Of course, that laissez-faire attitude disappeared two years ago when theaters, offices, and everything else shut down.
Especially when folks who had invested bundles of cash in projects and people couldn’t and then wouldn’t come back — in reasonable numbers — to put people in seats.
Universal’s Donna Langley was the first to crack the theatrical window hammering out a deal with AMC’s Adam Aron that they thought was reasonable, every theater owner hated, and studios cheered for its creativity. Warner’s Jason Kilar seemed to think an inch is as good as a mile, so he told folks all of the studios’s content was going to have a day/date theatrical/streaming release. Disney’s Bob Chapek said they were going to weigh the potential of each project, which way the wind was blowing and decide.
Some projects would get a modified theatrical window, day/date release, direct to their favorite streaming service, Disney+.
Because the consumer was hungry for at-home entertainment, every studio, content owner and network got into the act offering D2C service at monthly prices that ranged from reasonable to whatever the market will bear.
And to the consumer electronics industry’s delight folks upgraded their home entertainment technology with OLED/smart TVs, Dolby sound, better seating and deluxe popcorn machines.
It’s little wonder that streaming content has grown so popular with people of every age around the globe. Liechman Research Group noted that 60 percent of U.S. households have both services: pay TV continues to drop, streaming rises.
Picking something you want to watch is easy if you’ve got your pay TV bundle and a couple of streaming channels. A continuing problem with streaming services is simply finding something to watch to fill time gaps — or worse yet — you want to watch. Fortunately, there’s plenty of bandwidth in most industrialized countries to deliver high quality reliably streamed content.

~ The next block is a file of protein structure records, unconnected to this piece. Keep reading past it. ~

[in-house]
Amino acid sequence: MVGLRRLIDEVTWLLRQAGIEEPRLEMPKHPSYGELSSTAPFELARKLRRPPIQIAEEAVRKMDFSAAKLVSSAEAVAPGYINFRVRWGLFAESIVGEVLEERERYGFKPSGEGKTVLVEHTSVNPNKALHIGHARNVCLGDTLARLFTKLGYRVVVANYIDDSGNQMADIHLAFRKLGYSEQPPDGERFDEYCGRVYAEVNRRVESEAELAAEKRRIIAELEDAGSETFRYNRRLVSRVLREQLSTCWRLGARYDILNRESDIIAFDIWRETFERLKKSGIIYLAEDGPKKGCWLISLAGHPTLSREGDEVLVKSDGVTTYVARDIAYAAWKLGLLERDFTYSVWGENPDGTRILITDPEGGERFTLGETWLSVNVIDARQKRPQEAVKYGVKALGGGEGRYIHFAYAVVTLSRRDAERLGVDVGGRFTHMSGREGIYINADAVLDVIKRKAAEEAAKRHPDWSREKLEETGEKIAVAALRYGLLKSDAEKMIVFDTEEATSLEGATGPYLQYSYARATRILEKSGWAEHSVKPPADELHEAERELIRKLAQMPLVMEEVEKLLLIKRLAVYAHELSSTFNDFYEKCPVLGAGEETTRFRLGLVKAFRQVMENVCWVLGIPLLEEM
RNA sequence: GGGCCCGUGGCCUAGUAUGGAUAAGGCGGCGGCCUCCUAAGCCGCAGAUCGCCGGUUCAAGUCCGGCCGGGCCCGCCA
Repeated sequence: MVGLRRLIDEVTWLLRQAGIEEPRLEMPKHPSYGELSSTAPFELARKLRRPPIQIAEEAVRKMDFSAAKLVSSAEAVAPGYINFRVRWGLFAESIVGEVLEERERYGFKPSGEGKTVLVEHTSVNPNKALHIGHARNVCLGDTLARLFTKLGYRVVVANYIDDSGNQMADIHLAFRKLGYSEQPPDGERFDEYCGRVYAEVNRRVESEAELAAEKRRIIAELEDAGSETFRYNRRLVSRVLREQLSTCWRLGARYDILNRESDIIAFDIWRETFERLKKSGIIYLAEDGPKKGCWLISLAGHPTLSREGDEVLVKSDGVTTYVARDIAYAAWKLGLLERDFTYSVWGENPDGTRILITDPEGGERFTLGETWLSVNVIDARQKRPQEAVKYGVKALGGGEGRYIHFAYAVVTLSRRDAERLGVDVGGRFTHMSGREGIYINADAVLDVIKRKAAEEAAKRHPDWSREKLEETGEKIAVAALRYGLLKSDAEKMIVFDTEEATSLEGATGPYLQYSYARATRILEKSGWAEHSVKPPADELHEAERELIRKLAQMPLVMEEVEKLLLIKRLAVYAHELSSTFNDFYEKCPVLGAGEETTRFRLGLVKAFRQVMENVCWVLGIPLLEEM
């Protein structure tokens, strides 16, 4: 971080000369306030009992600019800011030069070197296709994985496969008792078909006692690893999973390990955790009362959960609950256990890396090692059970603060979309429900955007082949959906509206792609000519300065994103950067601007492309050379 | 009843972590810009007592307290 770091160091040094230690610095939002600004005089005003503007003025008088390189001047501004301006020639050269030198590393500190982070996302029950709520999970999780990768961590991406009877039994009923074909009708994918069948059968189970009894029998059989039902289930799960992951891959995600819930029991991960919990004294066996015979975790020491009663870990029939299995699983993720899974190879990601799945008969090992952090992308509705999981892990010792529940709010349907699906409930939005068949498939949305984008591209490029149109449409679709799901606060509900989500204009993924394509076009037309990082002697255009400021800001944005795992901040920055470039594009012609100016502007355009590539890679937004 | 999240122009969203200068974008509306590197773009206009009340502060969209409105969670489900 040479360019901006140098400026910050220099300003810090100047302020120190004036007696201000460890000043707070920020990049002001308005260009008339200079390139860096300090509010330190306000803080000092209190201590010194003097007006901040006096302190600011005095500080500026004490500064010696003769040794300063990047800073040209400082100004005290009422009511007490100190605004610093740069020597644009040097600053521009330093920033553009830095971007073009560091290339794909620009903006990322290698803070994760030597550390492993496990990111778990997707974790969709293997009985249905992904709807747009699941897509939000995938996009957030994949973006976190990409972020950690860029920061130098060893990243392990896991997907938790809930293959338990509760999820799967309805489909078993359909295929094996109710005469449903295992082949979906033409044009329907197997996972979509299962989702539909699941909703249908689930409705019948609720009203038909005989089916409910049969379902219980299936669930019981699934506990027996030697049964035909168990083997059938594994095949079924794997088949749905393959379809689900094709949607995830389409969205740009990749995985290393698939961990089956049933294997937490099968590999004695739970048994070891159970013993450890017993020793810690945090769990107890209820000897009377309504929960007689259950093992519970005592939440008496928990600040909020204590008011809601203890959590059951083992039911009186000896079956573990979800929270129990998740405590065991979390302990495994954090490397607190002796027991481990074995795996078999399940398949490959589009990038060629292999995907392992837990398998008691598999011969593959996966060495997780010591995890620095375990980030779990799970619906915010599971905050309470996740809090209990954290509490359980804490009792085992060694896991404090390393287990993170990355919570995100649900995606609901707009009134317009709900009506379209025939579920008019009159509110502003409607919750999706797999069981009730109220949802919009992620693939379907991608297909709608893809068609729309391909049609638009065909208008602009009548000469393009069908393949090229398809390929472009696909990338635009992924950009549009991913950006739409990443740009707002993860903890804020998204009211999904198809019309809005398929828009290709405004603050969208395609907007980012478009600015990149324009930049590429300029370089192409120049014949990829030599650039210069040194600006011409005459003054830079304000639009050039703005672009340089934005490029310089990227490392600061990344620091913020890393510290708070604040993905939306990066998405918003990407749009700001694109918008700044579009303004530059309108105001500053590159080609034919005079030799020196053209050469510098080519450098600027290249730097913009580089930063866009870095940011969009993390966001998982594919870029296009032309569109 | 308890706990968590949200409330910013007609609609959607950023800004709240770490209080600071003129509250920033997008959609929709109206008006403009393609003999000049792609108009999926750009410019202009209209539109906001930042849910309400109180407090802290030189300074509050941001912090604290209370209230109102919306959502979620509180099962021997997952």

To eliminate potential bottlenecks and congestion, Akami, Netflix and leading content delivery network (CDN) service providers use edge computing to provide a smoother streaming experience even when tens of thousands of households are streaming 4K content.
According to Strategy Analytics’ research, global streaming devices already exceed 1.1 billion devices. Cisco currently predicts that by 2022, 82 percent of internet traffic will be streamed video.
Since it was difficult to be alone together at the movie theatre, our kids and a lot of other younger viewers began having watch parties with “close personal friends” to enjoy some of their PVOD and SVOD films. Hub Entertainment Research found they’re not alone: A quarter of viewers (23 percent) watched using co-viewing apps or services this year.
The younger crowd tended to use Discord (28 percent) or Zoom (27 percent) while millennials (35-54) leaned toward Amazon Watch Party.
Despite the many viewing options, everyone — especially dedicated theatregoers like our friend Sue — are slowly returning to the movie house experience. Theater attendance has been decreasing — despite NATO’s brave front — since 2015, but it should rebound next year and beyond, despite the concept of theatrical launches shifting in the past two years, with studios taking a portfolio approach to content distribution.
Studios and industry diehards will have to face the facts and make hard calls as to what is best for the cinematic project and the viewer, not the producer, director or talent. Ultimately the right decision(s) will be those that bring the project and studio closer to the consumer.
Forthe industry to grow and prosper, people calling the shots will take Kira’s advice when she said in Xanadu: “We’re not supposed to feel emotion or show any feelings. Muses are just supposed to inspire.”
Andy Marken [email protected] is an author of more than 700 articles on management, marketing, communications, industry trends in media and entertainment, consumer electronics, software and applications.